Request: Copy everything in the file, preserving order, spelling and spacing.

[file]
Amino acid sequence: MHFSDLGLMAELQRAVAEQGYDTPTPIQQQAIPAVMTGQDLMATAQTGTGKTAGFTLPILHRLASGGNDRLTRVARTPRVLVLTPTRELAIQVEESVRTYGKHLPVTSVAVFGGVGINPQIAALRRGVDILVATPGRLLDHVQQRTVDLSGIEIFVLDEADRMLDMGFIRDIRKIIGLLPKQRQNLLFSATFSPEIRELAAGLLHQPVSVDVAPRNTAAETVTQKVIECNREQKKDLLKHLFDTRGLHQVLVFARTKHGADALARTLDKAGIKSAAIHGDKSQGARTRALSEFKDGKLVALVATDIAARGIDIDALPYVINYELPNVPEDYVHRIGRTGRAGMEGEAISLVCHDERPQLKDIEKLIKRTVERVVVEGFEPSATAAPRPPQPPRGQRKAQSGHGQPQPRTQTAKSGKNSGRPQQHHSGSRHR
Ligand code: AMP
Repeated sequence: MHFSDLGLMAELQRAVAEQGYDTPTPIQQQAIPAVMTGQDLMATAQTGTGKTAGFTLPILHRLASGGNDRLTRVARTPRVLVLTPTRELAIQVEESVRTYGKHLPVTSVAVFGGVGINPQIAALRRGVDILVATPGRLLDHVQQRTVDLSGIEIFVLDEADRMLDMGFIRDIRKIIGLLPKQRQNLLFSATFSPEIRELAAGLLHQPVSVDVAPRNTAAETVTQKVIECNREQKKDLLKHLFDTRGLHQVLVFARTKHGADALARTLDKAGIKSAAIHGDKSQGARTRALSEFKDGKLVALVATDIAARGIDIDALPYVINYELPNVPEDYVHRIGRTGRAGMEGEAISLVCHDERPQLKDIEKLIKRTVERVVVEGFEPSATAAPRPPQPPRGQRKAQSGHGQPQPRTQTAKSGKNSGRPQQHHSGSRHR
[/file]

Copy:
Amino acid sequence: MHFSDLGLMAELQRAVAEQGYDTPTPIQQQAIPAVMTGQDLMATAQTGTGKTAGFTLPILHRLASGGNDRLTRVARTPRVLVLTPTRELAIQVEESVRTYGKHLPVTSVAVFGGVGINPQIAALRRGVDILVATPGRLLDHVQQRTVDLSGIEIFVLDEADRMLDMGFIRDIRKIIGLLPKQRQNLLFSATFSPEIRELAAGLLHQPVSVDVAPRNTAAETVTQKVIECNREQKKDLLKHLFDTRGLHQVLVFARTKHGADALARTLDKAGIKSAAIHGDKSQGARTRALSEFKDGKLVALVATDIAARGIDIDALPYVINYELPNVPEDYVHRIGRTGRAGMEGEAISLVCHDERPQLKDIEKLIKRTVERVVVEGFEPSATAAPRPPQPPRGQRKAQSGHGQPQPRTQTAKSGKNSGRPQQHHSGSRHR
Ligand code: AMP
Repeated sequence: MHFSDLGLMAELQRAVAEQGYDTPTPIQQQAIPAVMTGQDLMATAQTGTGKTAGFTLPILHRLASGGNDRLTRVARTPRVLVLTPTRELAIQVEESVRTYGKHLPVTSVAVFGGVGINPQIAALRRGVDILVATPGRLLDHVQQRTVDLSGIEIFVLDEADRMLDMGFIRDIRKIIGLLPKQRQNLLFSATFSPEIRELAAGLLHQPVSVDVAPRNTAAETVTQKVIECNREQKKDLLKHLFDTRGLHQVLVFARTKHGADALARTLDKAGIKSAAIHGDKSQGARTRALSEFKDGKLVALVATDIAARGIDIDALPYVINYELPNVPEDYVHRIGRTGRAGMEGEAISLVCHDERPQLKDIEKLIKRTVERVVVEGFEPSATAAPRPPQPPRGQRKAQSGHGQPQPRTQTAKSGKNSGRPQQHHSGSRHR